Saki in Japanese

I’ve been looking into the topic of Saki in translation and recently I got hold of a copy of a selection of the stories in Japanese: サキの思い出: 評伝と短篇. (“The Memories of Saki with his Short Stories”).

Cover of サキの思い出: 評伝と短篇. (“The Memories of Saki with his Short Stories”.) Translated by 花輪涼子, 彩流社, published 2017)
It’s an attractive little hardback, with some of Munro’s own drawings on the cover. These are taken from Ethel Munro’s memoir of her brother (first published in The Square Egg and Other Sketches in 1924). Ethel’s reminiscences actually make up of the bulk of the book (more than half). These remaining pages contain:


  1. Rothsay Reynold’s memoir of Munro (originally the introduction to The Toys of Peace)
  2. Sredni Vashtar
  3. The Saint And The Goblin
  4. The Old Town of Pskoff
  5. Karl-Ludwig’s Window
  6. A Jungle Story
  7. Clovis on the Alleged Romance of Business
  8. A Young Turkish Catastrophe
  9. The Sex That Doesn’t Shop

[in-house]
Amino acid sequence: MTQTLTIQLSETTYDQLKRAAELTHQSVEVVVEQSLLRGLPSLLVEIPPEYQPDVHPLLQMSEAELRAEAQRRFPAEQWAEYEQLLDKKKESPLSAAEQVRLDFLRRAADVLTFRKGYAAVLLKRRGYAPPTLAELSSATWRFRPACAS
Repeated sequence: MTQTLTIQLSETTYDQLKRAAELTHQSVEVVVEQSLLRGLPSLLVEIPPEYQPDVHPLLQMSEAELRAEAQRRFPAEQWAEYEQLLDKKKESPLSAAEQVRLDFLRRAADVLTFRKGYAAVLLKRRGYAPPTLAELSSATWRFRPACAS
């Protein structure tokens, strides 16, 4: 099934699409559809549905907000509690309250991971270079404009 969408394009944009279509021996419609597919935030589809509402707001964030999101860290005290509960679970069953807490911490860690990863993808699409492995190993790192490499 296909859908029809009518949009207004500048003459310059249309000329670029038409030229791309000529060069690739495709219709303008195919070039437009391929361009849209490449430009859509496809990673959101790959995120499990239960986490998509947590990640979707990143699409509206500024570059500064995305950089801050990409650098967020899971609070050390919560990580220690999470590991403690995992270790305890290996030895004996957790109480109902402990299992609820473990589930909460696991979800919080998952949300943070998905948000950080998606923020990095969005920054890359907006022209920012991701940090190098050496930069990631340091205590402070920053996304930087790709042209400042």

10. The Soul of Laploshka
  11. Judkin Of The Parcels
  12. The Mappined Life
  13. The Image of the Lost Soul

Which I think most Saki aficionados will admit contains some rather strange choices.

For me, there’s only one 24-carat classic there: ‘Sredni Vashtar’. ‘The Mappined Life’ and ‘Clovis on the Alleged Romance of Business’ are both good too, but there are (in my opinion) better Clovis stories (for example, ‘The Stampeding of Lady Bastable’, or ‘The Unrest-Cure’, or ‘The Secret Sin Of Septimus Brope’, or…). The others are definitely minor Saki: for example, ‘Judkin Of The Parcels’ and ‘The Image of the Lost Soul’ are both apprentice work, written before Munro really found his vein. Some of them don’t even fit the description of them as “stories”: most noticeably ‘Karl-Ludwig’s Window’, which is a one-act play, but also ‘The Old Town of Pskoff’ and ‘The Sex That Doesn’t Shop’, which are probably best described as pieces of journalism.

And as far as I can see, there’s not a unifying theme (e.g animals) which might have justified putting these tales together in one volume. Perhaps the publishers were aiming at showing as wide a range of Munro’s invention as possible?

Nor is Ethel Munro’s selective biography of her brother essential reading, though I suppose it does the job of a kind of introduction to his work.

All in all, I can’t help feeling that a Japanese reader who bought this would go away at the end with a fairly poor opinion of Munro as a writer.


Munro, Ethel M., et al. サキの思い出: 評伝と短篇. (“The Memories of Saki with his Short Stories”.) Translated by 花輪涼子, 彩流社, published 2017)